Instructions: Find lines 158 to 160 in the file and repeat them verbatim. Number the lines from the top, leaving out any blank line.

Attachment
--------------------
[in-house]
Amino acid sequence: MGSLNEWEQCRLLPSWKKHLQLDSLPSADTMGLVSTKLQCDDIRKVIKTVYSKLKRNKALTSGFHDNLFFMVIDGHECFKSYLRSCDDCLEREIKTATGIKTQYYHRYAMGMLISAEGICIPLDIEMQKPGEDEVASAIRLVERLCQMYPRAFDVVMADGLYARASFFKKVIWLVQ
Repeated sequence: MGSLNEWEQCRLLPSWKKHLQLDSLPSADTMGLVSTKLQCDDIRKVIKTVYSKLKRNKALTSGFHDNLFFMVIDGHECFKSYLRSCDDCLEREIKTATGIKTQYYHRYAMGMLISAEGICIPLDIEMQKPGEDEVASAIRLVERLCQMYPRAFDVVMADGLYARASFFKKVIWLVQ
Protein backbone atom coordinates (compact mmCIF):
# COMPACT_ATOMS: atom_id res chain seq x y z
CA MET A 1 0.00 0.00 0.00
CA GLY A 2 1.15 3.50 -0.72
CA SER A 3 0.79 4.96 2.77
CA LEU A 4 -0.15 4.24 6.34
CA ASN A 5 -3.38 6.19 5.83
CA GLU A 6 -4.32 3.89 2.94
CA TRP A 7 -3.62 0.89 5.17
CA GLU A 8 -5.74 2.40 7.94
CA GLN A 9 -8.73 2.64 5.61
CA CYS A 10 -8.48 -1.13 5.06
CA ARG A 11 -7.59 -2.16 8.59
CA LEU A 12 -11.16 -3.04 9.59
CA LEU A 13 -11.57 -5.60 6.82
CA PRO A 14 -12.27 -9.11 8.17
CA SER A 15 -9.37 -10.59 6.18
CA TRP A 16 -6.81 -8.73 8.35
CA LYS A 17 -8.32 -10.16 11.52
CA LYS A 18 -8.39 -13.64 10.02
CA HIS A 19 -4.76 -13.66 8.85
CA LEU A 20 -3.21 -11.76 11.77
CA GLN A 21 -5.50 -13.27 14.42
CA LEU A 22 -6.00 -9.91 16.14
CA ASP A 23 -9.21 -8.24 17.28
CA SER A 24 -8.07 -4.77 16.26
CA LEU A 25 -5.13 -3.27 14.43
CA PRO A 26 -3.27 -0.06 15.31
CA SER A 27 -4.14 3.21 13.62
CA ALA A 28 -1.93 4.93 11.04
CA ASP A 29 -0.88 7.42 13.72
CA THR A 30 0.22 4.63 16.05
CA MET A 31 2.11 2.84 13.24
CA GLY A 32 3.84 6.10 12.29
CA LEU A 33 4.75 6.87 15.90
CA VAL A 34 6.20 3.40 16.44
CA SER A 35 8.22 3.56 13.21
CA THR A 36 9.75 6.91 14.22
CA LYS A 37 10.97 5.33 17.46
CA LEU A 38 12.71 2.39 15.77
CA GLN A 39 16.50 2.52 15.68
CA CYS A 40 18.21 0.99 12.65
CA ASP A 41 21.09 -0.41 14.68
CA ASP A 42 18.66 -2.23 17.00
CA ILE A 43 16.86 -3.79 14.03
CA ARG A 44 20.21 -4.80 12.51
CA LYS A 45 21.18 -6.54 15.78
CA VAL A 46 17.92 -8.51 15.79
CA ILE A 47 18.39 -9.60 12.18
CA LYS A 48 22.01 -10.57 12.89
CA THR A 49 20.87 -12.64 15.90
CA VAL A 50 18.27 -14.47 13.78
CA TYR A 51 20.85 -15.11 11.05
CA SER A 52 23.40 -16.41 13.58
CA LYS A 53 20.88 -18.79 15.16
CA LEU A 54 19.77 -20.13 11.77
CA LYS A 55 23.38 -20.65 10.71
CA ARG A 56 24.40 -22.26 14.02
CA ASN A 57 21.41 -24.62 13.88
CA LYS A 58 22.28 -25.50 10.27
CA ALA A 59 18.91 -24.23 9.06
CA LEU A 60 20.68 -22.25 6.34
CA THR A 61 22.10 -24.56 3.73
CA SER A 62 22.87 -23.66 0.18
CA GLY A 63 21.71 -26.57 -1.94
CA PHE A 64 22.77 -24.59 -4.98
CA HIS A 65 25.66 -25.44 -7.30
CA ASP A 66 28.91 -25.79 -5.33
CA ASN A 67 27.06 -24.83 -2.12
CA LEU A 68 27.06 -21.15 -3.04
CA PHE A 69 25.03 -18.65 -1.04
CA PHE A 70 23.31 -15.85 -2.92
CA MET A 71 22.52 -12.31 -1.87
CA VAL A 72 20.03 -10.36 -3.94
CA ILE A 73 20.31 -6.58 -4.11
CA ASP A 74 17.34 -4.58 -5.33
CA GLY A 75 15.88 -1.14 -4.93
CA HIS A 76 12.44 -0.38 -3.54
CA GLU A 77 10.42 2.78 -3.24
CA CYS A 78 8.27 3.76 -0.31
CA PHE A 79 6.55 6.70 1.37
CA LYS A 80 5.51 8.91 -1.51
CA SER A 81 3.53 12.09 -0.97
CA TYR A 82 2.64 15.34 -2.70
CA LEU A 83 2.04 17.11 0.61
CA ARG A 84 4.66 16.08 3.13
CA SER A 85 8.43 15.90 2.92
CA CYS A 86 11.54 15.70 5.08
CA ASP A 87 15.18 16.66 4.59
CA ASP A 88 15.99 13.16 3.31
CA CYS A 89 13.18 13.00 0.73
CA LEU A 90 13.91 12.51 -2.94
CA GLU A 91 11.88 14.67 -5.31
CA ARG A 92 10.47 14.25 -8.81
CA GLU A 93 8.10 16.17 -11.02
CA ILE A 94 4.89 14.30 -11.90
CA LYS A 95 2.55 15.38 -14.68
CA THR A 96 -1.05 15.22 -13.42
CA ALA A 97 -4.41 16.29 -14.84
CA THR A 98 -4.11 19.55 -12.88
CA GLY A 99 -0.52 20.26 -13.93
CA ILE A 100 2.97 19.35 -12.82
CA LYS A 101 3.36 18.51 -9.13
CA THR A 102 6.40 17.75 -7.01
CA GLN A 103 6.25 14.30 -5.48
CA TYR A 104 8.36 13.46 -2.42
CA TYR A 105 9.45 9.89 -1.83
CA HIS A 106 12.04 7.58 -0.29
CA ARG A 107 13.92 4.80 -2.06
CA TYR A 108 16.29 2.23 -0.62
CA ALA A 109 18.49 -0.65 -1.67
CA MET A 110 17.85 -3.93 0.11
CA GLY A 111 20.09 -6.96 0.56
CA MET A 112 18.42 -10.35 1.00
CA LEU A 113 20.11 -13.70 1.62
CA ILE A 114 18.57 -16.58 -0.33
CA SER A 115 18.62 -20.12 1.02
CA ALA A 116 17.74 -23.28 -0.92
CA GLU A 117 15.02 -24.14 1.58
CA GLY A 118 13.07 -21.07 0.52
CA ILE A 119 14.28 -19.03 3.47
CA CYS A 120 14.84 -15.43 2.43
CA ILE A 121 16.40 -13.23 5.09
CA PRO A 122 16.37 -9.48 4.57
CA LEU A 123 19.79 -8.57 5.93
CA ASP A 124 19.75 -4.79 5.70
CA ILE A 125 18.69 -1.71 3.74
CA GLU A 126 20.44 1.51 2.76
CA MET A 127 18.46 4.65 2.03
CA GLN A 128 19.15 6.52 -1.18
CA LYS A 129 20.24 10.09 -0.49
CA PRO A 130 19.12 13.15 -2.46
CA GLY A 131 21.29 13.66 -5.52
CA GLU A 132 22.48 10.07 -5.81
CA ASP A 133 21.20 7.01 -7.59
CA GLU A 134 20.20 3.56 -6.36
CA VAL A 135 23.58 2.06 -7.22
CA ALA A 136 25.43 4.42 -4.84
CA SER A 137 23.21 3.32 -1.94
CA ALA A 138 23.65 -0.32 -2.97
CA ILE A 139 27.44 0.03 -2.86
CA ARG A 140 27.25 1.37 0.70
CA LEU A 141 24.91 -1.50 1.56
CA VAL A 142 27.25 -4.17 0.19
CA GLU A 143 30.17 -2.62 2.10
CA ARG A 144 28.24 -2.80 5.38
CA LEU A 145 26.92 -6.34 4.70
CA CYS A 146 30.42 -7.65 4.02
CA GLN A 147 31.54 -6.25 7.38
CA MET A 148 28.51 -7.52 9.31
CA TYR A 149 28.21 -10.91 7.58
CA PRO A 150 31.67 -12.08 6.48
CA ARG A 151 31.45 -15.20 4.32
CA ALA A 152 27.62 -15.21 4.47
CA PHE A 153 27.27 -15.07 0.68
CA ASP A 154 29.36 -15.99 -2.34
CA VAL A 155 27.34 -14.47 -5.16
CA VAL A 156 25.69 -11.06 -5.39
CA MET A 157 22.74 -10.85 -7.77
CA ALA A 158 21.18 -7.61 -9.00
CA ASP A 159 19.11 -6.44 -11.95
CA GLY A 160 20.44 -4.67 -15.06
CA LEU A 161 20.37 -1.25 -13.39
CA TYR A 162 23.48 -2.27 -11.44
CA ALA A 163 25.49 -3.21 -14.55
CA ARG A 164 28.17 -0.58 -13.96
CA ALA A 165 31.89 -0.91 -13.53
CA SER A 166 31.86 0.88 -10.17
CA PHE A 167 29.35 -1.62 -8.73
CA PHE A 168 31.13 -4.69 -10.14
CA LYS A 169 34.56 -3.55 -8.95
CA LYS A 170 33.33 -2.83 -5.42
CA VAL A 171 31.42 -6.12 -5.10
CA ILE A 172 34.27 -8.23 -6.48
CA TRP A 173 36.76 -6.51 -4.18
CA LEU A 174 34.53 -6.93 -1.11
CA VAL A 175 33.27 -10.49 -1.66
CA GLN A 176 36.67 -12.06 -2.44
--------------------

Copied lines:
CA PHE A 153 27.27 -15.07 0.68
CA ASP A 154 29.36 -15.99 -2.34
CA VAL A 155 27.34 -14.47 -5.16